Bob also notes that Alta Colina has been consistently growing their rosé production about 50% for several years, and still sell out by mid-June.

WINE 5: Unique Reds: Thacher Winery – 2020 Cinsault $40 (Daniel Callan, Assistant Winemaker)

Daniel describes Cinsault absolutely perfectly, so I’m going to quote him: “Cinsault is quite possibly California’s greatest wine grape. It is a reliable, generous bearer. It is heat and drought resistant, and loves a dry climate. It always produces wines of moderate alcohol, no matter how late into the season you hang the fruit (alcohol at Thacher has never topped 13.5%) and produces intensely fragranced wine.”

That said, Daniel also comments that even though it’s a lower ABV, fragrant red wine, it “often beats up on the heavier ones.”

The whole cluster expression presented at the event was alive and vibrant with fresh, ripe red fruit flavors that were almost candy-like in nature. Indeed, this one seemed to divide the crowd.



WINE 6: Grenache: Lindquist Family Wines – 2019 Grenache $40 (Bob Lindquist, Proprietor) 

Hailing from the Edna Valley AVA, Bob Lindquist’s 2019 Grenache is a cooler climate expression than those coming from the classic Southern Rhone region. As such, the resulting wine is more delicate, elegant, with bright red fruit characteristics, a stony minerality, and a low(er) 13.5% ABV.

Of note, the vineyard is Demeter Certified Biodynamic, which Bob says helps elevate the aromas and sense of place. And when I first met him several years ago at a Biodynamic conference, I straight up asked him: Does Biodynamically farmed grapes produce better wines. His answer was a short and simple, ‘Yes.’



WINE 7: Mourvedre: Brecon Estate – 2019 Mourvedre $72 (Damian Grindley, Proprietor) 

Damian comments that because Paso Robles has so many microclimates, what are typically considered blenders in other wine regions can be truly world class here. This is particularly true of Mourvedre which has been around for some time but only just finding its true home in Paso Robles. However, because of Paso’s range of microclimates and diverse topography, there are also a wide range of styles.

Damian describes his Mourvedre as more fruit forward and concentrated. I’ll add that the tannic structure—mature, fine-grained, with just enough grip to make its presence known without the drying affect that distracts or detract—was a stand-out characteristic for me. For those of you afraid of Mourvedre because of some of the monsters coming out of Bandol, I highly recommend trying a single varietal expression coming out of Paso Robles.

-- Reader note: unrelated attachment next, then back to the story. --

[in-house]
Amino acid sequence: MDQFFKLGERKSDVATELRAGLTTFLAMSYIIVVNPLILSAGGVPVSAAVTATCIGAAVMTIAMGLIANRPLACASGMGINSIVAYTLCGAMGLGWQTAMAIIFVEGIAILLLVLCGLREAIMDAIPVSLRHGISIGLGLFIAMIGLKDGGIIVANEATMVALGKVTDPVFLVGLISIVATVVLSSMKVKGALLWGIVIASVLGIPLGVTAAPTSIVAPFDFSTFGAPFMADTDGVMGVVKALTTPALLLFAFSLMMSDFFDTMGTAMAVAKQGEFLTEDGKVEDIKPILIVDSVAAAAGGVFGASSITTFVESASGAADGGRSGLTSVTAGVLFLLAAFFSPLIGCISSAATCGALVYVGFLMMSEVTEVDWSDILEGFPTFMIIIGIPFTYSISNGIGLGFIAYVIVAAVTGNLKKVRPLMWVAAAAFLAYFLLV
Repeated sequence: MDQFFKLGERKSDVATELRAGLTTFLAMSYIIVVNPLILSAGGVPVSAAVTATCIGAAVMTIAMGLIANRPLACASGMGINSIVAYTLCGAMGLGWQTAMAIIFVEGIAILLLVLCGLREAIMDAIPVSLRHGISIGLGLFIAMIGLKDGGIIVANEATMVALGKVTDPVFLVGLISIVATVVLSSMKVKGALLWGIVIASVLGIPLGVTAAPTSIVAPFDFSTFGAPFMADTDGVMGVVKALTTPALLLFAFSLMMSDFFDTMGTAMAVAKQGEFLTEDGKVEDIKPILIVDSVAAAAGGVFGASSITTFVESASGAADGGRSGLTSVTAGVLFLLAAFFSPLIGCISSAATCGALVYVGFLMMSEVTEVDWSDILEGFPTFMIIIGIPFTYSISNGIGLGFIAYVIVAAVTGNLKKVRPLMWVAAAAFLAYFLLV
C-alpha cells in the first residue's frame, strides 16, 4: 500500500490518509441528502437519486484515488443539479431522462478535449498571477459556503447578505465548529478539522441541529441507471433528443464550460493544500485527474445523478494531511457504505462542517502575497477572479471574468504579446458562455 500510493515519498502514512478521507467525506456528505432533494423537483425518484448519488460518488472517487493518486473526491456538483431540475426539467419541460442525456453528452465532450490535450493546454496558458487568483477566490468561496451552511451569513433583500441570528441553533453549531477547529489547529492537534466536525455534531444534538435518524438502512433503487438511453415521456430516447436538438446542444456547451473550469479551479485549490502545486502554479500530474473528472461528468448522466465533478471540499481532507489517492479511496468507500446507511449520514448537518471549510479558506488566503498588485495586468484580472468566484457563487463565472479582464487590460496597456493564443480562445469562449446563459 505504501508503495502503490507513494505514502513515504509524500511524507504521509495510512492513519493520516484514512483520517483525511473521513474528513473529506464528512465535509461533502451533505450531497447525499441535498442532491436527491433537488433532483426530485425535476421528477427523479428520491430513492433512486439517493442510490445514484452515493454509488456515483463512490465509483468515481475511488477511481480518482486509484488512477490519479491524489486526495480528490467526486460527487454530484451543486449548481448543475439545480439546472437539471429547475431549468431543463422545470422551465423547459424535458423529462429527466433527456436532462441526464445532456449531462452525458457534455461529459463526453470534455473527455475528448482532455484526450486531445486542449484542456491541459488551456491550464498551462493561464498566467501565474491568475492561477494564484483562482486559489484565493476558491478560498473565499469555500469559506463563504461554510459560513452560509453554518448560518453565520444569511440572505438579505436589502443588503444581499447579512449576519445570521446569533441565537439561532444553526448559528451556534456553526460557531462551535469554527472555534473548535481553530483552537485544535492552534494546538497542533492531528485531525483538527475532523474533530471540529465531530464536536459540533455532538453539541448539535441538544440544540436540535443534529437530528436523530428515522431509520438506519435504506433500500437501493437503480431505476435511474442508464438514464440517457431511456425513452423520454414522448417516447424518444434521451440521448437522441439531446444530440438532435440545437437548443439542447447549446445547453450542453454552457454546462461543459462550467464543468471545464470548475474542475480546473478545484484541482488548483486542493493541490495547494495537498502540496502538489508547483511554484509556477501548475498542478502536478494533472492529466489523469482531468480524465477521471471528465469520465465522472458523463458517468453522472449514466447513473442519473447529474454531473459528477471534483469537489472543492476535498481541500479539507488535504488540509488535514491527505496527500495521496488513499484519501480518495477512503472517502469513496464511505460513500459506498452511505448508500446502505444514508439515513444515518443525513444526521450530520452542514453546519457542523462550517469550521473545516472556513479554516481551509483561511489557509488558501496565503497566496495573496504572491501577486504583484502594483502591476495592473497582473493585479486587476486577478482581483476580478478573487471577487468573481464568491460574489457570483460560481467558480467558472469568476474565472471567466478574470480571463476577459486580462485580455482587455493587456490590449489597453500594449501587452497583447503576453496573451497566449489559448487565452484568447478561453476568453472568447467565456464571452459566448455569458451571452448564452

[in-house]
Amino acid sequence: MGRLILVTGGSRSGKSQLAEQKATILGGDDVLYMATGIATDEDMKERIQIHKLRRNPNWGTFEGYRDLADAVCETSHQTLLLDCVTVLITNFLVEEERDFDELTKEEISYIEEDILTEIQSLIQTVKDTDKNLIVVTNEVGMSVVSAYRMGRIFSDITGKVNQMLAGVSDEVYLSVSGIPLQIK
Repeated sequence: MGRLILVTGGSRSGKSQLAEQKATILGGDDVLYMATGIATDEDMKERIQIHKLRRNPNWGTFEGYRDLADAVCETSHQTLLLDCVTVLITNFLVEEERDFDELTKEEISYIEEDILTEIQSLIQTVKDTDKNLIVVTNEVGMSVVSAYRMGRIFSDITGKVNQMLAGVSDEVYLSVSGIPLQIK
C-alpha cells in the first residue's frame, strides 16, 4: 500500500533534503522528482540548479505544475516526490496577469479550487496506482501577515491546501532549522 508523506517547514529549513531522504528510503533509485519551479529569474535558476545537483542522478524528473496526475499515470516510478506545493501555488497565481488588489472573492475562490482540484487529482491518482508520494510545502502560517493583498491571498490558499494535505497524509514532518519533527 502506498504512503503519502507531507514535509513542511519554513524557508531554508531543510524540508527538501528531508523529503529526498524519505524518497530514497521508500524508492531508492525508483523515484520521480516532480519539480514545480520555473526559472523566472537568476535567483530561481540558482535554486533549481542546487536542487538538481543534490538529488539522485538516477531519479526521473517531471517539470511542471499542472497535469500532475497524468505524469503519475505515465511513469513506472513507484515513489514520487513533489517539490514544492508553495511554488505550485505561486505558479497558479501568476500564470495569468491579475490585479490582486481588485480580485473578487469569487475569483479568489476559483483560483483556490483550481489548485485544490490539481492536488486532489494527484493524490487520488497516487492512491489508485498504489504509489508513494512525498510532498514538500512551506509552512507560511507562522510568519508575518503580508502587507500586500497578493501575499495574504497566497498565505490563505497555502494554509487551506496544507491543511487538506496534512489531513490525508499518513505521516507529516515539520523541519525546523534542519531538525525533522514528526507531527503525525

[As a side note, I was also able to taste Larry Schaffer’s single-varietal Mourvedre—even friendlier!]



WINE 8: Syrah: Jaffurs Wine Cellars – 2018 Syrah $50 (Stephen Searle, Winemaker)

Stephen comments that Jaffurs built its brand on Syrah, calling it their specific niche in the market. While they practice the traditional Cote Rotie technique of co-fermenting a small percentage of Viognier with the Syrah, Stephen attributes the vineyard soil profile that gives his wines a New World edge. Hailing from the Ballard Canyon AVA in Santa Barbara County, the sandy texture is unique to the area and what Stephen calls the driver of the wine’s profile—fresh fruit aromas of blueberry, currant and bramble, balanced with a gravelly minerality, savory tannins, and a healthy line of acidity.




WINE 9: Red Rhone blends: Calcareous Vineyard – 2019 Tres Violet $60 (Jason Joyce, Winemaker)

A blend of Mourvedre, Grenache, and Syrah, Jason calls his take on a GSM “a more elegant expression of Paso Robles brutalism.” He comments that he attempts to make wines without any specific influence or thought of the Old World Rhone style, instead focusing—as all pane winemakers have—on a sense of place, a wine that speaks to his piece of Paso.

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Educational posts are in no way intended as official WSET study materials. I am not an official WSET educator nor do I work for a WSET Approved Program Provider. Study at your own risk. Read the full disclaimer.